“I think there’s a kind of kinship that comes from feeling that these people take you to so many different levels,” said Tioga Simpson-Worthington, a junior theater student. “It really is a very nice space.”

As the group solidified into a more formal organization, its influence on UB’s performing arts grew.

Dreams Affirmed has reached a milestone in student and staff recognition following its spring 2021 production of “Pipeline.” The play, which centers on the story of a black inner-city teacher, Nya, and her son, Omari, was produced with nearly an entire cast and crew made up of students of color.

“Pipeline” resonated with the members of Dreams Affirmed for two main reasons: it was a consciously written story about the lives of people of color, and it demonstrated to UB’s theater and dance department that such stories had their place on their stages.

“That was when everyone was saying, ‘Not only are these people trying to solve some of the structural problems in the department, but they’re also producing high-quality work,'” Derrian Brown, junior musical theater student and Dreams Affirmed’s event coordinator, said.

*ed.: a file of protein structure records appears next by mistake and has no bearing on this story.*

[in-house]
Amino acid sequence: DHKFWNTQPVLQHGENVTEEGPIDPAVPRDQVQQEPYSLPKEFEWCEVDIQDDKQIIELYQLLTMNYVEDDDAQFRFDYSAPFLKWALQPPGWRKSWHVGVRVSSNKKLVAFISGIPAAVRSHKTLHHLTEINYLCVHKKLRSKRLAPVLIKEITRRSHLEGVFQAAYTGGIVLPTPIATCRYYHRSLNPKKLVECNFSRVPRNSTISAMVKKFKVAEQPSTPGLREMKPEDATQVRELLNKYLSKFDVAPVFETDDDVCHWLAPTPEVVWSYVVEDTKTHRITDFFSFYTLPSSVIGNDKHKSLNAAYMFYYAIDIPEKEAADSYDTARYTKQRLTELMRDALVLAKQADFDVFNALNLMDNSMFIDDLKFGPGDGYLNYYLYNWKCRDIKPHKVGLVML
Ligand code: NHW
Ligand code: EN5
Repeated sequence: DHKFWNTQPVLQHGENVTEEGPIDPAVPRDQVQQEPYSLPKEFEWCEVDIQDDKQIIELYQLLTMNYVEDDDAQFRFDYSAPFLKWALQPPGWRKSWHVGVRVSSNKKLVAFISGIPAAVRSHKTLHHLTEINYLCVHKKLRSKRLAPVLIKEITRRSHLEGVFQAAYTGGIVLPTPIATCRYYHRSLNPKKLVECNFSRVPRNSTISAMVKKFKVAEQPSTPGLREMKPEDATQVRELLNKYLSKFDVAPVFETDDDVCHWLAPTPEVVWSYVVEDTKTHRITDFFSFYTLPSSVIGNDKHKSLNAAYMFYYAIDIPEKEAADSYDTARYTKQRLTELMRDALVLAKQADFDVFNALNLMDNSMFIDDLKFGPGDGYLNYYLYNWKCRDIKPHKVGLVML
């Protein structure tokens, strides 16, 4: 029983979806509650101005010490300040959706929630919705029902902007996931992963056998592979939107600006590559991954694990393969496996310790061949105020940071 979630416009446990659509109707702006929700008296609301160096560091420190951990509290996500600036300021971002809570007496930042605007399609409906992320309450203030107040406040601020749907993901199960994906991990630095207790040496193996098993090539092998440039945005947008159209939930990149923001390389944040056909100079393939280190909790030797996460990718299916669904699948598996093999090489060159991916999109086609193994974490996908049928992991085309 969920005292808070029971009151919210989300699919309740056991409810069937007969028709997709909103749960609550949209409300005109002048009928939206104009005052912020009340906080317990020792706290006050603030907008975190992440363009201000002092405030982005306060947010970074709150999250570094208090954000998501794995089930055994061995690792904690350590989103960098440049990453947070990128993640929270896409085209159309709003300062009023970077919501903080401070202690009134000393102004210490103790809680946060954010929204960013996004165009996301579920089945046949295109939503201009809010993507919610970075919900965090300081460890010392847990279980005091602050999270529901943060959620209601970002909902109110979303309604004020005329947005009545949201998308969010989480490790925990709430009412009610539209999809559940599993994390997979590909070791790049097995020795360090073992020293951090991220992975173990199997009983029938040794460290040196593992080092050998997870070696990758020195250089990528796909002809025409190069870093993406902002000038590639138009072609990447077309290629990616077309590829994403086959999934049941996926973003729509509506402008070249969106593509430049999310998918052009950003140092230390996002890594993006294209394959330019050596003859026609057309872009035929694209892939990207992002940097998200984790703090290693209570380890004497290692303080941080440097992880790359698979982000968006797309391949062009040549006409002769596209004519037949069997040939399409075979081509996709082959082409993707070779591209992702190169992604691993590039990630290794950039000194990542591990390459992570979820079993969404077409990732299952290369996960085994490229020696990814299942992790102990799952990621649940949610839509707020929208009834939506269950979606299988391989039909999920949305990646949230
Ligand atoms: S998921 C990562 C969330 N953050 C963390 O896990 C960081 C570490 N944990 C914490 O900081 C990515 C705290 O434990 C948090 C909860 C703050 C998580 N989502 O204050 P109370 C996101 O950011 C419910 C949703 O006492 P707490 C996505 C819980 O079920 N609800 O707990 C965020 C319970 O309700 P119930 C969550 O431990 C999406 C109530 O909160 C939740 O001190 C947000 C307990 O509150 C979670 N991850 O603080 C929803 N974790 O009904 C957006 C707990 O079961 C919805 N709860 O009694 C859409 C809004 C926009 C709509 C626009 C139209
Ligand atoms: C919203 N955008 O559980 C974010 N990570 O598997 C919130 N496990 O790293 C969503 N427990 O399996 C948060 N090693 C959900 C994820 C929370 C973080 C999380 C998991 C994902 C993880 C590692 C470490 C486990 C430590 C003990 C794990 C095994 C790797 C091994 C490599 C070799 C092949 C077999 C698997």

Some members of Dreams Affirmed say much of the success of “Pipeline” wouldn’t have been possible if the faculty had been involved.

Members believe that part of this lack of trust stems from shared interests between professors and students: professors may be more concerned with budget and deadlines, while students may prioritize their own desires and freedoms as actors.

However, a bigger root of this problem is the lack of color faculty in the drama and dance department.

The problem of all- or mostly-white faculty has been one the members of Dreams Affirmed have faced throughout their undergraduate careers, and one they continually try to change.

“I want to work with a voice teacher who really understands my voice,” Eve said. “I would love to work with an actor who truly understands my experiences.”

The lack of color faculties has caused feelings of isolation, instances of racial insensitivity, and even difficulty with homework.